CAP­TAIN SPEAK­ING

Palmer’s Pas­sion

Jetgala - - CONTENT - By Capt. Ron Rapp

Of the many big names in gen­eral avi­a­tion, Arnold Palmer — the ‘king of golf’ — stood out. His achieve­ments in the air may have matched any­thing he ac­com­plished on the golf course. Think that’s a bit far fetched? Think again. Palmer’s sports ca­reer is well doc­u­mented. But how many know that he pi­loted solo af­ter just six hours of learn­ing to fly? If my own flight in­struc­tor had tried to cut me loose at that point, I would have im­me­di­ately hauled him back into the cock­pit. As they say: “A man’s got to know his lim­i­ta­tions.”

But some men’s lim­i­ta­tions stretch far­ther. In 1976, Arnold cir­cum­nav­i­gated the globe in a Lear­jet 36, do­ing it in a record 57 hours, 25 min­utes, and 42 sec­onds. Com­pared to the 30 to 40 hours logged an­nu­ally by many non-pro­fes­sional pi­lots, he amassed nearly 20,000 hours of flight time in 55 years of fly­ing. That’s an av­er­age of at least 350 hours a year — a fig­ure nor­mally car­ried by air­line pi­lots.

What I love most about this statis­tic is that it tells a love story. Arnold could have eas­ily oc­cu­pied a seat in the back of the plane. In­stead, the depth of ex­pe­ri­ence in his log­book in­di­cates some­one who had a pas­sion for flight that went far be­yond the fi­nan­cial and busi­ness ben­e­fits it of­fered.

Arnold earned my high­est respect dur­ing the 2008 fi­nan­cial cri­sis, when he loudly de­fended busi­ness avi­a­tion in one of its dark­est hours. From where I sit, busi­ness avi­a­tion has al­ways been easy to sup­port. Fact is that com­pa­nies that op­er­ate air­craft in fur­ther­ance of their busi­ness do bet­ter. But that wasn’t a pop­u­lar po­si­tion for a pub­lic fig­ure to take in 2008.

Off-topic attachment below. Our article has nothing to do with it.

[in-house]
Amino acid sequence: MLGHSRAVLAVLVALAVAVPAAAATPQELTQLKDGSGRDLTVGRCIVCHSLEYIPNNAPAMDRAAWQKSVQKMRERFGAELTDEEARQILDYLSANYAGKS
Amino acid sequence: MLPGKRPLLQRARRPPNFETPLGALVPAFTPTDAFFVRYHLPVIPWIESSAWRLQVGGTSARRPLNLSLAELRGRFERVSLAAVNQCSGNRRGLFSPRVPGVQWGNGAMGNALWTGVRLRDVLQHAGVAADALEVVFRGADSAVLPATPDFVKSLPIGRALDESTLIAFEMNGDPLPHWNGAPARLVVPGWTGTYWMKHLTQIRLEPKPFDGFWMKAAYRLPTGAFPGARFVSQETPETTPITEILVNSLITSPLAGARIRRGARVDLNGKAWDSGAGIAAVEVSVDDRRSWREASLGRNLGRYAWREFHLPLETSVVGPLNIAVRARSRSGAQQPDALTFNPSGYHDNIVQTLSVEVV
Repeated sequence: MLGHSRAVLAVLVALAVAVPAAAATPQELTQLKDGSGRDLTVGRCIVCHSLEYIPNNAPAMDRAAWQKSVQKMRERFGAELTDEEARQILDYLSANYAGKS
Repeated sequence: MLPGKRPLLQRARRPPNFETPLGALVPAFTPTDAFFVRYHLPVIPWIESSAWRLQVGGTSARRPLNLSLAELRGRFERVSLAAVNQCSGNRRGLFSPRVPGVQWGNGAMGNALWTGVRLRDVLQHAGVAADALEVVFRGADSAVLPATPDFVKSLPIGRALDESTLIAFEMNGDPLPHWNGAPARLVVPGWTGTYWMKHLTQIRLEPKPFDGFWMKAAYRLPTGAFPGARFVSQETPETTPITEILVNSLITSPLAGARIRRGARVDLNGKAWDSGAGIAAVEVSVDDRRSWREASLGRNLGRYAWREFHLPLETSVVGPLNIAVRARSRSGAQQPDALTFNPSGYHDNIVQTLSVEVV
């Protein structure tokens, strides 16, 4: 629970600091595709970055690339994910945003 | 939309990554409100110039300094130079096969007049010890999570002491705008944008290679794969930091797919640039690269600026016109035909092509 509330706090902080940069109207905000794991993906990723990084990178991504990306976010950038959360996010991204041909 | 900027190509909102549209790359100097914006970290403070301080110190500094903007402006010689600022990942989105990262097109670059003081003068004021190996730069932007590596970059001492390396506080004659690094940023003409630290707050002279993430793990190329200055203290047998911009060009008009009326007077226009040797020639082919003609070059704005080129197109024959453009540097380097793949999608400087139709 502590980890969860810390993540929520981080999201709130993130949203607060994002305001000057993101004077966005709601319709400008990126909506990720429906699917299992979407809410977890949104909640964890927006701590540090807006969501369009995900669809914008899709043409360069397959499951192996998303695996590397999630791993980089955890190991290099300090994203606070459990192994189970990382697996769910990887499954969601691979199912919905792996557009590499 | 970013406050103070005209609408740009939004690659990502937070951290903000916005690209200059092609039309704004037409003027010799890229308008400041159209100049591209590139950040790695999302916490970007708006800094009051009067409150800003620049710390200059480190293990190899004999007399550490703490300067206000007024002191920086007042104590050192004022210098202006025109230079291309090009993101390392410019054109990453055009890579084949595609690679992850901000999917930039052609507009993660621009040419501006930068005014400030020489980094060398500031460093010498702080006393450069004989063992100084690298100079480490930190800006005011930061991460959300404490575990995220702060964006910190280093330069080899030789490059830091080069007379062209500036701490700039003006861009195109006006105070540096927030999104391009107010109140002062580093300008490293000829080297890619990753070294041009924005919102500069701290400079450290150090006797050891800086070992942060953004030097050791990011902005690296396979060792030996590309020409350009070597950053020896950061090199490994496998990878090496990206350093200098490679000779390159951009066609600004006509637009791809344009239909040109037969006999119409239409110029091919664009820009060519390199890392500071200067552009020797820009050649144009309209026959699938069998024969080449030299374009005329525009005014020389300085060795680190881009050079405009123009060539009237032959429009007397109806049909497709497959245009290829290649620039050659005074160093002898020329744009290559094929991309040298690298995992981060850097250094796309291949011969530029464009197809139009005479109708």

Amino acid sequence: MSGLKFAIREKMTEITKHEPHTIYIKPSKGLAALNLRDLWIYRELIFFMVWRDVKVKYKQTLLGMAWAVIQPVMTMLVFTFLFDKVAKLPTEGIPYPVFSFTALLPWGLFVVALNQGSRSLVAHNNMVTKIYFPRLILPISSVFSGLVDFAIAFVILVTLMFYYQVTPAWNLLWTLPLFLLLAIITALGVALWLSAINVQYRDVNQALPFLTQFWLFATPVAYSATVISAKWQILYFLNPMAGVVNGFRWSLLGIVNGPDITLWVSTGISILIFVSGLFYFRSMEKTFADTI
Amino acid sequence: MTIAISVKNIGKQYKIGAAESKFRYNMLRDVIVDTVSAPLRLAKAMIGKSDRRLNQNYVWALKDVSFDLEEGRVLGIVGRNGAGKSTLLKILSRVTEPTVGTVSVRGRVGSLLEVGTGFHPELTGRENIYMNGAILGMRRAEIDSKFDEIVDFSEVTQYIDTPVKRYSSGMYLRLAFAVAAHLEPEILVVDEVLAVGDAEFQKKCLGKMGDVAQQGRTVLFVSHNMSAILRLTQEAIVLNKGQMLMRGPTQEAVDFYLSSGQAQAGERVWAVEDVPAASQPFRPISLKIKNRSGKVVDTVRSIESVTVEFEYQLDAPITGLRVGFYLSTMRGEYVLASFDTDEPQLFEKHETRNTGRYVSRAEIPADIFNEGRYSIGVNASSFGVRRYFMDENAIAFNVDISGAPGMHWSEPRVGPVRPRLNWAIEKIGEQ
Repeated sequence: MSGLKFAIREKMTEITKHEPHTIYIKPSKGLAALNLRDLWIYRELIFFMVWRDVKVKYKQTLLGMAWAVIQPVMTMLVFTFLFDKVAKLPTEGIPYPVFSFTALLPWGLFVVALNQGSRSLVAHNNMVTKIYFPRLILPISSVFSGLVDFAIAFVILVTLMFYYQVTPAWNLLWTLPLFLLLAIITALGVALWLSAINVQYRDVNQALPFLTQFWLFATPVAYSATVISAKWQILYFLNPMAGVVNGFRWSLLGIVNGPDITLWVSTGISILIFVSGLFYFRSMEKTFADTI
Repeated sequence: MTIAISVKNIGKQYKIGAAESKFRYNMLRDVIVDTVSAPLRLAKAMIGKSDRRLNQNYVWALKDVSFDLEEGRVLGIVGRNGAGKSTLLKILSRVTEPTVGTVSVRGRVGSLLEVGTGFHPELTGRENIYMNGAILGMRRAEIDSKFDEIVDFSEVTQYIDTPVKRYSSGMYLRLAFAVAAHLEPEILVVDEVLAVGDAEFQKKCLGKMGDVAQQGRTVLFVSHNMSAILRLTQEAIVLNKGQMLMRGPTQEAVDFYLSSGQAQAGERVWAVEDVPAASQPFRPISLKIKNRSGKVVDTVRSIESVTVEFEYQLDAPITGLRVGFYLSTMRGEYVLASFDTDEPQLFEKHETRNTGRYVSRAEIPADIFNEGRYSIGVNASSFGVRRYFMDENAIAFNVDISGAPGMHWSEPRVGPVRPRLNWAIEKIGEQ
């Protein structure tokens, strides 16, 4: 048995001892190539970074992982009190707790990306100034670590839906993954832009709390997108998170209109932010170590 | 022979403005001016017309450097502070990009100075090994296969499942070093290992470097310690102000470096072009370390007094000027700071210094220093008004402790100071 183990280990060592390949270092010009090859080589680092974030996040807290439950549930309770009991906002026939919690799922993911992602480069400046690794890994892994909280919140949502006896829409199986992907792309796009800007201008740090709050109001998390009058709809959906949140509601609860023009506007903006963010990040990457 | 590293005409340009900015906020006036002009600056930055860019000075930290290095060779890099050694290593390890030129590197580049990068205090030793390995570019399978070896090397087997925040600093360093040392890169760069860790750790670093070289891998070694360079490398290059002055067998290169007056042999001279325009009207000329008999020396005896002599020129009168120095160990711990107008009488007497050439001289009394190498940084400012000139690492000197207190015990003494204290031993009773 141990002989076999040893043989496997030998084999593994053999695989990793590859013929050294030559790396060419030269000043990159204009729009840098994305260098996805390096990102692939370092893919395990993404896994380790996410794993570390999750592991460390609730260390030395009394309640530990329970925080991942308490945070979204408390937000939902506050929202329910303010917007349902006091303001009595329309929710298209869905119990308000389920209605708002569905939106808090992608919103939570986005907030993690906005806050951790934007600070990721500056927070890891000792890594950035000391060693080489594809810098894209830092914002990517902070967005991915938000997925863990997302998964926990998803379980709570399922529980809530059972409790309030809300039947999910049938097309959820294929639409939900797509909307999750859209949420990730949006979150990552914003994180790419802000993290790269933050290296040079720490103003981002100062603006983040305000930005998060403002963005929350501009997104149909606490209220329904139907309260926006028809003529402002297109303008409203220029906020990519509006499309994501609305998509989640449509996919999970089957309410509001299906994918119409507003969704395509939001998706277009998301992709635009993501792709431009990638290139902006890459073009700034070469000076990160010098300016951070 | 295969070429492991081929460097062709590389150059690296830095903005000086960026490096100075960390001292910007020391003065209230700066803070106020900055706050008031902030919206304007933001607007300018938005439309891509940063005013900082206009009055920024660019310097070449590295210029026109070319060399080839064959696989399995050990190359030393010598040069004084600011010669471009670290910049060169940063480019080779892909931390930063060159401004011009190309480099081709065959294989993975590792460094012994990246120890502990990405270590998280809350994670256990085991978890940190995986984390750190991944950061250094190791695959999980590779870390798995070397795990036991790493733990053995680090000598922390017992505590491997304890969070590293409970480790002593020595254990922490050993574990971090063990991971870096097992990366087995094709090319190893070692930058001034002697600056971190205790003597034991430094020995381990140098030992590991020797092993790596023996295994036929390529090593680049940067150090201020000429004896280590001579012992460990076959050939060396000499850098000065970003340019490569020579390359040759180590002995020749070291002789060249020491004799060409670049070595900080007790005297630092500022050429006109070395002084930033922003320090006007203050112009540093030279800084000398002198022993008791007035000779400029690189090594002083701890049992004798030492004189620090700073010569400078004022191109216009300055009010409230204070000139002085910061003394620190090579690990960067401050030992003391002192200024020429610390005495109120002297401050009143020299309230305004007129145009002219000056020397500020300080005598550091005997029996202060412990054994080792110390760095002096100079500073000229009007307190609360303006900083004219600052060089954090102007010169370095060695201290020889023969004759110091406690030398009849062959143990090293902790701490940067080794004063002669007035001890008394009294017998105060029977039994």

Re­mem­ber what an odd time that was? Some folks were ex­co­ri­at­ing users of busi­ness air­craft at the very same time they them­selves were us­ing them. Some grov­elled, as though busi­ness avi­a­tion was a crime against hu­man­ity.

Arnold was proof that busi­ness avi­a­tion pays div­i­dends. While this may be self-ev­i­dent to any­one who takes a look at it today, he was us­ing avi­a­tion to fur­ther his busi­ness in the mid to late 1950s, a time when our in­dus­try barely ex­isted. The first Lear­jet flew in 1963, while Grum­man’s Gulf­stream tur­bo­prop — one of the first se­ri­ous pur­pose-built busi­ness air­craft — didn’t be­gin de­liv­er­ies un­til around 1960.

Palmer was on the lead­ing edge of avi­a­tion as much as of golf. It’s al­most as if he saw the fu­ture. You’ll see that same look in his eye when be­ing pho­tographed on the golf course. That easy smile that says he knows the an­swer, and is con­fi­dent in the di­rec­tion he’s head­ing. He’ll be missed by peo­ple who have never even played golf, and couldn’t use a nine iron if their life de­pended on it.

I know, be­cause I’m one of them. Thanks for ev­ery­thing, Arnie.

“ARNOLD PALMER LOUDLY DE­FENDED BUSI­NESS AVI­A­TION IN ONE OF ITS DARK­EST HOURS”

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